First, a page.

Jesus Montero is just about officially a Seattle Mariner. Yay! Michael Pineda is just about officially a New York Yankee. Boo! But Jesus Montero is just about officially a Seattle Mariner. Yay! And Hector Noesi is just about officially a Seattle Mariner too. Okay!
What follows is a post about Jesus Montero. It is about a lot of things that have to do with Jesus Montero. Each individual thing is probably going to be short - I haven't exactly planned this out - but I don't feel like using bullet holes, nor do I feel like messing with transitions and segues. So what you get is this post. I hope you have fun sorting through it!
Jesus Montero is 22 years old. He's somewhat newly 22 years old, since he turned 22 at the end of November. He has spent two full seasons in triple-A. For the first one, he was 20. For the second one, he was 21. He has been exceptionally young for the league. This is something that you have to bear in mind when you look at his numbers. So an OPS in the mid-.800s isn't outstanding in triple-A. It's pretty outstanding for someone as young as Montero has been.
Remember that home run power can be one of the last things to develop in a hitter. It isn't always going to be one of the last things to develop in a hitter, since you can't apply the same general principle to a person in specific, but Montero already has a .204 isolated slugging percentage in triple-A, and now he's 22. When people talk about him being one of the best power prospects in the league, there's a reason for that. He has very good power already, and he's still maturing.
Montero has spent two years in triple-A with Scranton/Wilkes-Barre. Scranton/Wilkes-Barre calls home a pitcher-friendly park. It reduces righty power, and more significantly reduces lefty power, which could mean something for Montero given his penchant for driving the ball the other way.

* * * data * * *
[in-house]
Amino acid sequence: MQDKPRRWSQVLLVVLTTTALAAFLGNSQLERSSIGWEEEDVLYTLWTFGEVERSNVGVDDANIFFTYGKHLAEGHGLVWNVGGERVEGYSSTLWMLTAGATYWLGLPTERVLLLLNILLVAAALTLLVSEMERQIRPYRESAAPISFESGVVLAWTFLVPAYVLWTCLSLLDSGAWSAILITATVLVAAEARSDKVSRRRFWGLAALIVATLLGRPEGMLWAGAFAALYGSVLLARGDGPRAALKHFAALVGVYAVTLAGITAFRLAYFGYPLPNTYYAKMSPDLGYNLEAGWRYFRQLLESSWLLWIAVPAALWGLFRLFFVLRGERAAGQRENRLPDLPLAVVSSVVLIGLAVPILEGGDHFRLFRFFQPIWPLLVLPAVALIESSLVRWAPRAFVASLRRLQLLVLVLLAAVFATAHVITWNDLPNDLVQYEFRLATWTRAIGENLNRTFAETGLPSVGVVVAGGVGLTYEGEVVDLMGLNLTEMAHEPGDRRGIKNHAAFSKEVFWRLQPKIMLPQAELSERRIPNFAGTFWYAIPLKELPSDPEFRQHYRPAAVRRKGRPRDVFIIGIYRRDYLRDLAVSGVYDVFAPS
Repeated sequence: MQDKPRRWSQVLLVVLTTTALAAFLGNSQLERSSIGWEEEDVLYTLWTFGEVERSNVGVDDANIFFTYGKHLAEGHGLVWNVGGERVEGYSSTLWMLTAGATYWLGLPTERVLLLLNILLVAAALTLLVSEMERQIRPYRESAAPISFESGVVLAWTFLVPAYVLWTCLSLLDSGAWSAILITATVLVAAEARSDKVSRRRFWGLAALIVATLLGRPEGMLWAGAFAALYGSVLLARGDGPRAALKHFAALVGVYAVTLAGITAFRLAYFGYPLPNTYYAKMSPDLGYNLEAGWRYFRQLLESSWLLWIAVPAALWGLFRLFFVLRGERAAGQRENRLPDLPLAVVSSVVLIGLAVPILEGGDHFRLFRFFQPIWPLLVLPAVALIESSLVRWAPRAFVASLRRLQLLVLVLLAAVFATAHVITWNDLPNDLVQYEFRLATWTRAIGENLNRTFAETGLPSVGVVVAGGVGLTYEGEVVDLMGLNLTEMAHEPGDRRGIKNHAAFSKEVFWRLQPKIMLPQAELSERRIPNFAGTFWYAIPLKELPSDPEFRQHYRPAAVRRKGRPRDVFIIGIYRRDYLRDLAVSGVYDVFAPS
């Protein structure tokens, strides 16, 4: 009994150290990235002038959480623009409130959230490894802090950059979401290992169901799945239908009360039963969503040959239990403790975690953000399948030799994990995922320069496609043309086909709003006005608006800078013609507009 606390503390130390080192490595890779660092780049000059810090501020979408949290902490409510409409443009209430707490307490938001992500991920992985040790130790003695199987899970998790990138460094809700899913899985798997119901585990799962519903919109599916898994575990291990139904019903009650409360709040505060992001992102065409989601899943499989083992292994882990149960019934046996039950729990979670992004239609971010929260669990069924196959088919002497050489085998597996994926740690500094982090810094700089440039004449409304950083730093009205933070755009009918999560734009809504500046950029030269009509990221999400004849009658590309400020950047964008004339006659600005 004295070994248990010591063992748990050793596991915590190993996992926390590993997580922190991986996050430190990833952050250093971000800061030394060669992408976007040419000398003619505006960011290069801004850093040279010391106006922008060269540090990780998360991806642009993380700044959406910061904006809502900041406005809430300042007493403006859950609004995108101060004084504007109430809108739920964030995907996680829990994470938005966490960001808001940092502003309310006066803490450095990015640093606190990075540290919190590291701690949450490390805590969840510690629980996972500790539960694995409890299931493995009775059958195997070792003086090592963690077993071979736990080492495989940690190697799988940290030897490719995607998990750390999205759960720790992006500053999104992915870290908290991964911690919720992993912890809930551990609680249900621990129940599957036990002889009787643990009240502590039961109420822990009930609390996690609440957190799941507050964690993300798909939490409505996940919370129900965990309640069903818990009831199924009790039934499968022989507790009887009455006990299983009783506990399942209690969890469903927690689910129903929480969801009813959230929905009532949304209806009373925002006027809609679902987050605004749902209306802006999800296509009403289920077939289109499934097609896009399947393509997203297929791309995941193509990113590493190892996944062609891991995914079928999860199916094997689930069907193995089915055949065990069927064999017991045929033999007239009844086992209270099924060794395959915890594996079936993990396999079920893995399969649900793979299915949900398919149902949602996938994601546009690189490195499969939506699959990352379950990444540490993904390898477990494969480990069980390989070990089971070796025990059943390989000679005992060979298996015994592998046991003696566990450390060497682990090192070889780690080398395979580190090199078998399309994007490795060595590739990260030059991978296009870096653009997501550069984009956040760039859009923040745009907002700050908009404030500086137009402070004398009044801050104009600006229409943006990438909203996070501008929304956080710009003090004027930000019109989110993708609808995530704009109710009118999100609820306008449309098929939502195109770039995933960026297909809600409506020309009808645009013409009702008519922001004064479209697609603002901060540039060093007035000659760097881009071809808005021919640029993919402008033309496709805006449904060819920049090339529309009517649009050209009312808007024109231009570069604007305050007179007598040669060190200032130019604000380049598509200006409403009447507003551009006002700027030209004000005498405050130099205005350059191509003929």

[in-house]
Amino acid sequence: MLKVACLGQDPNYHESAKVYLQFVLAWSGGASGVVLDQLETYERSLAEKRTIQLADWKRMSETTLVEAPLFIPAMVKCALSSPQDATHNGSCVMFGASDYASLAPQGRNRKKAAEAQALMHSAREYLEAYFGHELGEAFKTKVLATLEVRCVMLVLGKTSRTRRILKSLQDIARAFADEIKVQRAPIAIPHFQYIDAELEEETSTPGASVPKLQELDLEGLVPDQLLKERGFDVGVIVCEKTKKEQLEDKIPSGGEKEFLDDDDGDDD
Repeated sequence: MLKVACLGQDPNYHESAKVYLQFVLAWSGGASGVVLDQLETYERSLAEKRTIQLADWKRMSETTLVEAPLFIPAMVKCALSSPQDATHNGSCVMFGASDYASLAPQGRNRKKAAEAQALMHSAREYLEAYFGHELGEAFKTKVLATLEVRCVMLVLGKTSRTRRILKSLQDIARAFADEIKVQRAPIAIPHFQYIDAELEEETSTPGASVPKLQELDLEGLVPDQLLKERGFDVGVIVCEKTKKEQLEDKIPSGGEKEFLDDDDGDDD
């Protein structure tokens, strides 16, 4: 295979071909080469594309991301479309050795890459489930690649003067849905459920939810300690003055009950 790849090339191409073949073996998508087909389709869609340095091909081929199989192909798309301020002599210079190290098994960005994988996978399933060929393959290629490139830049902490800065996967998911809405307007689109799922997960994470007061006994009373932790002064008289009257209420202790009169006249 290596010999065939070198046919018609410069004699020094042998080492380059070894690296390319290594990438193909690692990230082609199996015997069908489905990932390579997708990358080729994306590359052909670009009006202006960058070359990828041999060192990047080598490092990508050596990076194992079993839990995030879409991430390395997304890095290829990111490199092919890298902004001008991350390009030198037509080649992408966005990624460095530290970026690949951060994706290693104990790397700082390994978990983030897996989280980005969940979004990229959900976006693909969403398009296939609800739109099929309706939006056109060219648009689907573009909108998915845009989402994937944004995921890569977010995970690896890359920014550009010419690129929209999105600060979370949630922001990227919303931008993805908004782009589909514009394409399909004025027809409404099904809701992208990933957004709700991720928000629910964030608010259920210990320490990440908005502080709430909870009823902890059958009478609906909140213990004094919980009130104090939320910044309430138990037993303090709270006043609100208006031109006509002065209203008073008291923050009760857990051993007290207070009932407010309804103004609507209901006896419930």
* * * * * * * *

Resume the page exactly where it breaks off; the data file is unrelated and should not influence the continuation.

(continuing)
Statistically, it's hard to find evidence that Montero improved as a hitter between 2010 and 2011. He walked less. He struck out more. He hit for less power. His contact rate dropped. He wasn't bad in 2011, but he was a little worse, which is the opposite of what you'd like to see. He did hit well during a brief trial in the Majors, which is encouraging.
Montero had a big second half in 2011, following a first-half slump. I'm given to believe that Montero also had a big second half in 2010, following a first-half slump. I don't know what this means. I don't know if it means anything.
This used to be Jesus Montero's stance:
Then this was Jesus Montero's stance:
Now this is Jesus Montero's stance:
Deep crouch. I can't tell you what this means with regard to Montero's productivity, if it means anything, because I am not a qualified analyst of batting stances and their statistical consequences. It is an indication that Montero is still developing, which I guess we already knew.
As some or probably many people have talked about, while Montero's stock has been high in the past because of the chance he could catch, there's also the chance that his offense never develops fully while he's a backstop. There's a lot of evidence that catchers hit better when they're not catching. Again, that's a general rule, so we can't automatically slap it on the back of Montero's head, but it's something to think about. Maybe catching for three hours would wear him down. Maybe spending a lot of time trying to improve behind the plate would cost him time trying to improve beside it. Hitters get better because they practice, right? Montero spending more time practicing catching would leave him less time to practice hitting. Basically, Montero's offensive ceiling as a catcher probably isn't as high as his offensive ceiling as a not-catcher.
Here's this long post from Dave, on Montero catching vs. Montero not catching.
When Miguel Cabrera was 20, he posted a .244 isolated slugging percentage in triple-A and a .200 isolated slugging percentage in the Majors. When Miguel Cabrera was 21, he posted a .218 isolated slugging percentage in the Majors. His contact rate improved markedly between 2003-2004.